Thousands extra railway staff will vote on strike motion in rising disputes over pay and jobs which might result in much more journey chaos this summer time.
The Transport Salaried Staffs Association (TSSA) will poll greater than 6,000 of its members at Network Rail from 20 June to 11 July.
It comes after members of the Rail, Maritime and Transport (RMT) union at Network Rail and 13 practice operators agreed to go on strike on 21, 23 and 25 June in comparable disputes.
The RMT and Unite are additionally participating in industrial motion which can have an effect on the London Underground on 21 June.
The TSSA beforehand introduced strike ballots amongst its members at 4 rail corporations – Avanti West Coast, CrossCountry, East Midlands and West Midlands Trains.
Members of Aslef, the drivers union, are putting later this month at Hull Trains, Greater Anglia and Croydon Tramlink.
TSSA members at Network Rail work in operational, management, administration and safety-critical roles on rail companies throughout the UK.
The union is asking for a assure of no obligatory redundancies this 12 months, no unagreed adjustments to phrases and circumstances and a pay improve that displays the rising value of dwelling.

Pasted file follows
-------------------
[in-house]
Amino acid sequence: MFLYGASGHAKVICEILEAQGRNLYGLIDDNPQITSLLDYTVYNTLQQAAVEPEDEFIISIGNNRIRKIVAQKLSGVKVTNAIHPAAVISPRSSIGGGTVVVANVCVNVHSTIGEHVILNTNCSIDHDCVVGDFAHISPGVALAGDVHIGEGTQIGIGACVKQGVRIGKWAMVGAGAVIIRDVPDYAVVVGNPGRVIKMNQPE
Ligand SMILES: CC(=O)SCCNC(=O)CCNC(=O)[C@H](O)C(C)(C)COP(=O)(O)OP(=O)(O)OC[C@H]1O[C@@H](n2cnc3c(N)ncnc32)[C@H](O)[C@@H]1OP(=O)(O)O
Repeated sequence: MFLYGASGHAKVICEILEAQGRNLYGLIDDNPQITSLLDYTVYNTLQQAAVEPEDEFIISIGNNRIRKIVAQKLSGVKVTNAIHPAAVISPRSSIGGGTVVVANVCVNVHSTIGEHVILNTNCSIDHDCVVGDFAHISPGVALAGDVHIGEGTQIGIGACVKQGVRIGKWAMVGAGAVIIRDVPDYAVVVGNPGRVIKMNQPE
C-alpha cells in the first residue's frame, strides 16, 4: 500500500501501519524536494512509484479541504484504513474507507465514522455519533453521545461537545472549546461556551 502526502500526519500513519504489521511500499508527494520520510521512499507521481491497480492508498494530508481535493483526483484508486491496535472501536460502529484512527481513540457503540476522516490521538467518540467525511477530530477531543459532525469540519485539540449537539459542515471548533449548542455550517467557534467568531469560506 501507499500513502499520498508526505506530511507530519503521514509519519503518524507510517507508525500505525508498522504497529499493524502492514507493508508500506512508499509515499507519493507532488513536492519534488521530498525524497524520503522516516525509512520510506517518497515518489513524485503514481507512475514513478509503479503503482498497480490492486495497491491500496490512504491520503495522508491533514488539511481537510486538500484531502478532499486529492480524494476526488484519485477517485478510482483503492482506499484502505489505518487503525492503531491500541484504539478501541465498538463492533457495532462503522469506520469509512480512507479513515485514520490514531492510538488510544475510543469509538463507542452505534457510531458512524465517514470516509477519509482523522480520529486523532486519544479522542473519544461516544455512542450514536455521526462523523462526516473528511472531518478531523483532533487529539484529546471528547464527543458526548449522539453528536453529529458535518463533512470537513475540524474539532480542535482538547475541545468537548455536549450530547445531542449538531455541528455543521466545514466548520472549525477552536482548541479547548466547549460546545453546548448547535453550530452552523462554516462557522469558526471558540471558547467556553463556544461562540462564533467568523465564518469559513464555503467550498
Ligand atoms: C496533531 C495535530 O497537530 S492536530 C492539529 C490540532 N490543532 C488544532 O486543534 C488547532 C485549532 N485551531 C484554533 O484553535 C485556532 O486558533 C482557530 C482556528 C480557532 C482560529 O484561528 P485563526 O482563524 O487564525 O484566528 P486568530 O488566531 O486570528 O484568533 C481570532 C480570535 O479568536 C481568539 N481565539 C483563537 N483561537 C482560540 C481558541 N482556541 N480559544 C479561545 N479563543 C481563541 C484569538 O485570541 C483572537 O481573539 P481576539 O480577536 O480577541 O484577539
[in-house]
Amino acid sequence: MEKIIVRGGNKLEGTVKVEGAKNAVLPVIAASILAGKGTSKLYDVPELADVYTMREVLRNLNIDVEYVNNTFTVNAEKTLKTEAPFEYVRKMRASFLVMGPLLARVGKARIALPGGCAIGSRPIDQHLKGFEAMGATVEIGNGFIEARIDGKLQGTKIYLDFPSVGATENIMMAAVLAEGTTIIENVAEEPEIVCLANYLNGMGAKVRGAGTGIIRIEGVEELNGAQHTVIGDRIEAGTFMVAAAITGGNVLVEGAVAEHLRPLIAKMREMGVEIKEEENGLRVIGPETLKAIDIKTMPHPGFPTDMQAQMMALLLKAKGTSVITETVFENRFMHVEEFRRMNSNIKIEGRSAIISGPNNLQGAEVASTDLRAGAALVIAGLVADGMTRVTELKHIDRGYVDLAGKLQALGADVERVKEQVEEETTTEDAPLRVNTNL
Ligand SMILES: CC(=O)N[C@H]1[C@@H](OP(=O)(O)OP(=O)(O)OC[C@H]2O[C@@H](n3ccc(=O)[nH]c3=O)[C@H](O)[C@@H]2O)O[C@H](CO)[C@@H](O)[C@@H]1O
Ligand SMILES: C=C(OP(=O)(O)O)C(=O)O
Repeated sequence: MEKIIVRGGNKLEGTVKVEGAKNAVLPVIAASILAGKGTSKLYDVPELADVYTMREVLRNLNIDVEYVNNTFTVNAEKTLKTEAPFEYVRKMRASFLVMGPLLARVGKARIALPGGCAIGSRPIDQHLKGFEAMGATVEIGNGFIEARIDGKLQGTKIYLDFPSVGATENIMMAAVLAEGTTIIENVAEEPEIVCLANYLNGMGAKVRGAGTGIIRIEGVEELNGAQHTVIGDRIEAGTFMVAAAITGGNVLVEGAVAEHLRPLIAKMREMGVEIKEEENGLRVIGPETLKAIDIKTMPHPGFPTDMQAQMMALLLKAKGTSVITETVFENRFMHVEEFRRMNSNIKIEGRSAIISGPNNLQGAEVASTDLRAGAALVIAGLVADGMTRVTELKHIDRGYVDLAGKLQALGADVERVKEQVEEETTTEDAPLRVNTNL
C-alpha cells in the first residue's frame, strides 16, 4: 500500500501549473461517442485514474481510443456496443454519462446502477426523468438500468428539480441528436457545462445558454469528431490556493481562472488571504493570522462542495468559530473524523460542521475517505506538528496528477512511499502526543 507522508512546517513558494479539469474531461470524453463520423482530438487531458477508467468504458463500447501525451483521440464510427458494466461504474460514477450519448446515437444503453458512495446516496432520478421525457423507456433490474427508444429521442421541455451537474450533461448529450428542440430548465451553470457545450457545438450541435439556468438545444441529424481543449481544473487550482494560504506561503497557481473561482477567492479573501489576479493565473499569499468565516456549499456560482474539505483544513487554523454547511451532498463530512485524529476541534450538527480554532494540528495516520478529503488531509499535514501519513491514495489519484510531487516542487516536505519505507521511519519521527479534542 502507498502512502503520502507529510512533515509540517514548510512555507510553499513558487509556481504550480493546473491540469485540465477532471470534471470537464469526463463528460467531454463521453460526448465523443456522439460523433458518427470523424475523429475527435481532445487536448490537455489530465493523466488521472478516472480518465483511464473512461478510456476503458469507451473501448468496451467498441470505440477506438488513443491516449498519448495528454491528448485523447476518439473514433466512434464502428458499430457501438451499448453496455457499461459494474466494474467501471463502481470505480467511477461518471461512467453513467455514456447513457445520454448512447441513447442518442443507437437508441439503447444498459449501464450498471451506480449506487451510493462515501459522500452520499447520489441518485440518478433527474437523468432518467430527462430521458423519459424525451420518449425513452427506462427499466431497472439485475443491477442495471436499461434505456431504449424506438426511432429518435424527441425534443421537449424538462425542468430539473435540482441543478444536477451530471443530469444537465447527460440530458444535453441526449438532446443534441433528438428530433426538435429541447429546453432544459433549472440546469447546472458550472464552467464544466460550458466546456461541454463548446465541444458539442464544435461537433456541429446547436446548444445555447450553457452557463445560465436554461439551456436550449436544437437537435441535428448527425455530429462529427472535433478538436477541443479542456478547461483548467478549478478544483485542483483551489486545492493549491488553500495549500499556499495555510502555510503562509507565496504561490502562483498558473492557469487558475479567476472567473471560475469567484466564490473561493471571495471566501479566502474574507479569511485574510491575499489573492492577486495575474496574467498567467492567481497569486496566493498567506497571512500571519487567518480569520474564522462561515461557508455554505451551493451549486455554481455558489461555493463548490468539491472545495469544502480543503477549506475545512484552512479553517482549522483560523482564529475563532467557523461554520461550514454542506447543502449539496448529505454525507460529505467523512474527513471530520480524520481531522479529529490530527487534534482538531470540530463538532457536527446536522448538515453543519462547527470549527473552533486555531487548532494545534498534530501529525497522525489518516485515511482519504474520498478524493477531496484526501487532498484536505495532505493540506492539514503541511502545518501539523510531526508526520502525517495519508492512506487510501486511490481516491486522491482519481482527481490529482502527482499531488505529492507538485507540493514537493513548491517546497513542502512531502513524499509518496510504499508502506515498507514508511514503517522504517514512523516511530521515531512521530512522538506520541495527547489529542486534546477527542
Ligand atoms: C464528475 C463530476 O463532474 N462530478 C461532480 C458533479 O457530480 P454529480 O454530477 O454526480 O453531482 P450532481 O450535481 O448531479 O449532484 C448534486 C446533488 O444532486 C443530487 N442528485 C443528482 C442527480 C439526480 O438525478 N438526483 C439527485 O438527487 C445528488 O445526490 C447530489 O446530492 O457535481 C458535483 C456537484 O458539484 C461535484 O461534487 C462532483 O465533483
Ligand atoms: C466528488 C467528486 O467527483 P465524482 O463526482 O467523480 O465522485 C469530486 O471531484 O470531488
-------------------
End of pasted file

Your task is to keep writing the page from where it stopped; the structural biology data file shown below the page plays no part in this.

Staff haven’t had a wage rise for the final two to 3 years, the TSSA mentioned.
If they vote for a strike, it might be held from 25 July.
‘Summer of discontent’
TSSA basic secretary Manuel Cortes mentioned: “We could be seeing a summer of discontent across our railways if Network Rail don’t see sense and come to the table to face the concerns of their staff.
“Network Rail workers are asking for fundamental truthful therapy – to not be sacked from their jobs, a good pay rise within the face of a cost-of-living disaster and no race to the underside on phrases and circumstances.
“Fat cat bosses have so far refused these completely reasonable requests, leaving us with no option other than to ballot for industrial action, something which is always a last resort.”
He mentioned Network Rail have “dragged their heels” at each stage of pay talks, which started in April.
More talks shall be held on Thursday in a bid to agree a deal.
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A Network Rail spokesman mentioned: “Now is not the time for the TSSA to be jumping on the RMT ‘strike bandwagon’.
“Positive pay talks had been in full swing with a ‘no-strings’ pay supply of two.5% on the desk, with the potential for extra if related to productiveness and effectivity positive factors, so this information is each untimely and deeply disappointing.”
A Department for Transport spokesman said the ballot was “disappointing and untimely”, adding: “Taxpayers throughout the nation contributed £16bn, or £600 per family, to maintain our railways working all through the pandemic.
“The railway is still on financial life support, with passenger numbers 25% down and anything that drives away even more of them puts services and jobs at risk.”